RoboBooks: A Promising Practice on Universally Designed Science Materials
Despite legislation established to allow students with disabilities to fully participate in classrooms, there is still a prominent gap in the science performance of students with and without disabilities (National Assessment of Educational Progress, 2005). While expectations for students with disabilities have increased considerably, the instructional materials used in the science classroom generally remain limited to printed text and paper-and-pencil activities. Often, these static media pose barriers in learning for students with disabilities, who are often struggling readers. Such fixed media creates an unnecessary challenge to students who might not only struggle with the content, but also struggle with reading, taking notes, organizing information and analyzing and presenting data.
RoboBooks is a promising practice for making science materials more universally designed and accessible. This digital notebook environment, developed by the Center for Engineering Education and Outreach (CEEO) at Tufts University with funding from the National Science Foundation's Research in Disabilities Education (RDE) program, supports students in scientific investigations through interactive presentation of material and dynamic tools for documentation and journaling of the students’ work. RoboBooks supplement the standard textbook by providing accompanying multimedia assistance such as audio, additional graphics, or videos, and additional cognitive aids such as highlighting, hints, and concept maps. RoboBooks also supply multiple ways for students to engage with the material and express their learning through feedback, simulations and games, and opportunities for audio, video and text input.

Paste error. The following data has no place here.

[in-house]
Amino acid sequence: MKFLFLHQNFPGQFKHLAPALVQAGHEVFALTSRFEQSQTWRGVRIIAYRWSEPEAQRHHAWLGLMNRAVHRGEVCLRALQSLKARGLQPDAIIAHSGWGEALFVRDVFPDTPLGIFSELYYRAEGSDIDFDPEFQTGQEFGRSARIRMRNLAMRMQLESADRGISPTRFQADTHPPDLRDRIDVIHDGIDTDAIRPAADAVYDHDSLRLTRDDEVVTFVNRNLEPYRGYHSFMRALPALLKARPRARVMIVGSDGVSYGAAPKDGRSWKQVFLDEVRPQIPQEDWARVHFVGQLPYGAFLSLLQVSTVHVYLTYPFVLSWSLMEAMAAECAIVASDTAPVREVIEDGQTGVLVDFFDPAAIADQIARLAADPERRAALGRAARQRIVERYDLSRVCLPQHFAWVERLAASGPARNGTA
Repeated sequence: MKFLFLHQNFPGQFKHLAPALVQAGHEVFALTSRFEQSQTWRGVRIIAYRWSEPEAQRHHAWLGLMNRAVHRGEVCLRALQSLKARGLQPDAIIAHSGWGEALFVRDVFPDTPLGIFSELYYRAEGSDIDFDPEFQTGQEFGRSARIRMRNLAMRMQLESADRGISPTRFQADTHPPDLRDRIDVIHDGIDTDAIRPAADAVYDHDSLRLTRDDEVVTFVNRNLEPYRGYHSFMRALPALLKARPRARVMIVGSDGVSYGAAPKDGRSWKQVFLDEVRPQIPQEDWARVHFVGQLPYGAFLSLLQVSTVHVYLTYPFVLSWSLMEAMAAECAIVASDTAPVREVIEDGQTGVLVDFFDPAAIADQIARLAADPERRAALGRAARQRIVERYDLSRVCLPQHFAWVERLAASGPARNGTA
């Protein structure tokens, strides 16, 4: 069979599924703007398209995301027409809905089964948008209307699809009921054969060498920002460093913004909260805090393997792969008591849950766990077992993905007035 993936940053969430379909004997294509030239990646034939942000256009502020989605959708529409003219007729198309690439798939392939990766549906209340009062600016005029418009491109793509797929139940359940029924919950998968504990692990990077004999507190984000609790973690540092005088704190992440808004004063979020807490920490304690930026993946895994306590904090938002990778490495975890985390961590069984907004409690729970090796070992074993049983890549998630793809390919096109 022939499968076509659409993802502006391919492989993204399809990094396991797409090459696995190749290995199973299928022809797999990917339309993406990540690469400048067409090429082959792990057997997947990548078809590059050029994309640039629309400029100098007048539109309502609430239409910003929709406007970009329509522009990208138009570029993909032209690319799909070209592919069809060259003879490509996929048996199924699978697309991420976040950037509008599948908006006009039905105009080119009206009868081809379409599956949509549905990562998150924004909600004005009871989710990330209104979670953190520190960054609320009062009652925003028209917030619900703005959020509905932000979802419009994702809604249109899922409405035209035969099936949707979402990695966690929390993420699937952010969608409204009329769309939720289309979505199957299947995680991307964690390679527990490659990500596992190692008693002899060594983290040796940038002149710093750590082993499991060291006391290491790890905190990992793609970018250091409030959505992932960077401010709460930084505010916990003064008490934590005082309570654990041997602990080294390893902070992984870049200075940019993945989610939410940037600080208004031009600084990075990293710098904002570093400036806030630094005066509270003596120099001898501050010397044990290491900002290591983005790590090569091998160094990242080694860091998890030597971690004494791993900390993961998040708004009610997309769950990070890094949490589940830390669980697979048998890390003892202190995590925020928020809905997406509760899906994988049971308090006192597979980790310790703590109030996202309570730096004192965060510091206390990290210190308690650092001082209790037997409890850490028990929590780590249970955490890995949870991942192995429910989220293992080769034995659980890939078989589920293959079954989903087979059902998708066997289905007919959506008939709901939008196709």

RoboBooks is a digital environment that seeks to provide a new opportunity for all students, including those with disabilities, to access and understand principles of science that for many have been evasive due to higher levels of abstraction and complexity. The supports and scaffolds in the RoboBook learning environment provides students with disabilities opportunities to access information and present their understanding in multiple manners, of which some are not language dependent.
This article was developed through the RDE Collaborative Dissemination Project (National Science Foundation Research in Disabilities Education Award #HRD-0929006) and InterLACE: Interactive Learning and Collaboration Environment (National Science Foundation Research #DRL-1119321).